Monday, October 12, 2009

Yet another reason for a good night's sleep

How much do you sleep at night?

If you’re like most of the people I know, the answer is “not enough”. There’s a reason Starbucks coffee shops are popping up literally meters away from one another. Everybody has a reason to be sleep-deprived: new kid, big job, World of Warcraft, etc. So what if we’re cutting the night short a few hours? Other than the need for an overpriced coffee (or two, or three), it should be just fine, right?

Maybe not, if you believe the latest research on sleep and Alzheimer’s disease.

Alzheimer’s disease, a debilitating form of memory loss and cognitive decline, is the most common form of dementia. It is thought to be caused at least in part by amyloid beta (A-beta), a peptide (short protein). Your brain cells (neurons) normally make some A-beta. The problem that arises with Alzheimer’s disease is that neurons make too much A-beta, and these molecules aggregate together in chunks. It’s those A-beta chunks that are toxic, and their formation is concentration-dependent, which means the more A-beta you have floating around, the higher the probability of toxic chunks forming.

The recent article published in the journal Science looks at levels of A-beta in the brains of normal mice and in the brains of a mouse model of Alzheimer’s disease. The researchers studied the mice when they were 3 months of age, so well before big deposits and chunks of A-beta start occurring.

The interesting finding of this study is that the levels of A-beta in the brains of both types of mice were significantly correlated with the amount of time they spent awake. More time spent awake lead to more A-beta. Because the control, normal mice also exhibited this relationship, it means that it is not linked to the disease. It’s just a normal fluctuation of A-beta levels linked to the sleep-wake cycle. To be certain this link was relevant for human physiology, they also tested this in healthy humans and, sure enough, they observed the same correlation.

Not surprisingly, when the researchers proceeded to sleep-deprive the mice, they showed an even larger increase in A-beta levels. This increase was also observed when the mice were given a drug that promotes wakefulness (don’t extrapolate this to coffee just yet… But maybe keep it in mind…). The study also points out that the Alzheimer mice who are sleep-deprived showed much greater numbers of A-beta chunks (the toxic stuff) compared with non sleep-deprived mice.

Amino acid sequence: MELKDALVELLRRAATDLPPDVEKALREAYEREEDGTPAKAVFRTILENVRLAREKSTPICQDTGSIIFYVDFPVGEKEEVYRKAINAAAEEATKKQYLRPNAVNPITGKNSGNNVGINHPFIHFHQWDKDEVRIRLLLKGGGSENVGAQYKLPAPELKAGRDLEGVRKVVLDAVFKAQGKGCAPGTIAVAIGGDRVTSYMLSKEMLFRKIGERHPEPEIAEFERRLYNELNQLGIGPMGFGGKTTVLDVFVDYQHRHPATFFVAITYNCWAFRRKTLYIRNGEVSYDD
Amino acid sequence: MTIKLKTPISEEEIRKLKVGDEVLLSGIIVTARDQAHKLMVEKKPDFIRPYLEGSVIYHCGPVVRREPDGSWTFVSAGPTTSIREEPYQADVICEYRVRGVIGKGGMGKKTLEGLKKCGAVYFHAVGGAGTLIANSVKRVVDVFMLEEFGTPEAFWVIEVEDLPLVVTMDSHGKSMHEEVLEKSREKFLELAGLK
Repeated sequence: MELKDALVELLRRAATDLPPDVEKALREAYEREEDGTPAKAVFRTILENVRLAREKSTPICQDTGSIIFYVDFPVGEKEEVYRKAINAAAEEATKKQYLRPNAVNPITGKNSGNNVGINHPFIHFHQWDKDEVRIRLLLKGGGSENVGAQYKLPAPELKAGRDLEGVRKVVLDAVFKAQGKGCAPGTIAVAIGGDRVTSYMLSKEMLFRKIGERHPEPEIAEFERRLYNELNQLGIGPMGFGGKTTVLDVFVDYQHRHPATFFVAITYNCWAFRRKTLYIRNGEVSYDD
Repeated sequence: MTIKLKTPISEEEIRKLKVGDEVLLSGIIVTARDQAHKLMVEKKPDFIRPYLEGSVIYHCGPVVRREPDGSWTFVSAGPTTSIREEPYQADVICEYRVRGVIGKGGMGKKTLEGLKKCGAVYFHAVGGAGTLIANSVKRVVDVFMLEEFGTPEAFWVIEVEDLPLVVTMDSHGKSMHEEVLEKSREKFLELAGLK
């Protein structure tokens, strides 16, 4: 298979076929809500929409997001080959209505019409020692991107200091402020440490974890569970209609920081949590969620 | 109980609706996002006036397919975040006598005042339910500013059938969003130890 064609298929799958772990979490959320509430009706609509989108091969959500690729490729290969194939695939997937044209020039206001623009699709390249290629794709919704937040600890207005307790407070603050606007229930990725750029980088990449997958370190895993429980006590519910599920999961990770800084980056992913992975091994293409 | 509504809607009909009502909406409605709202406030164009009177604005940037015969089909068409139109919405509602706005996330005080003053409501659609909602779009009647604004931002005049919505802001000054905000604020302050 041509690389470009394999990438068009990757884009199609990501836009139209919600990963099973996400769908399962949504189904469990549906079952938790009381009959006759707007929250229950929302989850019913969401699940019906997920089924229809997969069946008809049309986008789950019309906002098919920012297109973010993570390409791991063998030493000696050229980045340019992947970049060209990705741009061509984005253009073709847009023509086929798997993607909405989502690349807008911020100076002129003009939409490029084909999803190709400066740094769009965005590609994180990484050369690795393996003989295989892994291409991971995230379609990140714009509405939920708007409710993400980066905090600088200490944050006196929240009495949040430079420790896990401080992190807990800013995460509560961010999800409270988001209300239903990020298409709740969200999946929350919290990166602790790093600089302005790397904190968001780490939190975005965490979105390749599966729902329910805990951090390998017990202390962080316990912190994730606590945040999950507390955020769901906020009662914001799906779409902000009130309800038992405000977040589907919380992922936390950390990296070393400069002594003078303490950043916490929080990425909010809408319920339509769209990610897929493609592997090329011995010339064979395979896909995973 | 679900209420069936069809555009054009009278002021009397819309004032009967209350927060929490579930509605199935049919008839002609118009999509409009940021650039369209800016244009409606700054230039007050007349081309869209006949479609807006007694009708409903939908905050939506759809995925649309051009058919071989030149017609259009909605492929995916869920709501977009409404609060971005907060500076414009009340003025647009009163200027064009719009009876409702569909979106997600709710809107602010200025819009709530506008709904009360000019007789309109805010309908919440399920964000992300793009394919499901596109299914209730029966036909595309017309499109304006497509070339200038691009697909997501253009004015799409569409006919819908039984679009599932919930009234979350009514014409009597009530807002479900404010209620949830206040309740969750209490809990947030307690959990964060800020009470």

If you come to Scientific Chick for relevant findings, this one is for you. The study essentially implies that optimizing sleep time could potentially inhibit the formation of chunks of toxic A-beta and slow the progression of Alzheimer’s disease.

We all know that Alzheimer’s disease is terrible, and that sleeping in is glorious. Let’s just put two and two together, shall we? Easier said than done, I know…

Mr. Minou gave up on caloric restriction but approves of this new approach to ward off age-related diseases.

Reference : Amyloid-{beta} dynamics are regulated by orexin and the sleep-wake cycle. (2009) Kang JE, Lim MM, Bateman RJ, Lee JJ, Smyth LP, Cirrito JR, Fujiki N, Nishino S, Holtzman DM. Science Sep 24. [Epub ahead of print]

3 Responses to “Yet another reason for a good night's sleep”

Octoboy said...

Don't you sometimes get the feeling that so many seemingly random foods/habits affect so many seemingly random symptoms in seemingly random ways that no matter what you do, odds are you do other things that cancel it out, so what the hell anyway?

Octoboy, yes, I do sometimes get that feeling, but I like to think that it's a good idea to do as many things as you can to tip the odds in your favor. And nobody is going to have to twist my arm to make me sleep more. :)

Thanks for the comment!

KK103 said...

I like this idea much more than caloric restriction! Great pic of Minou! :-)

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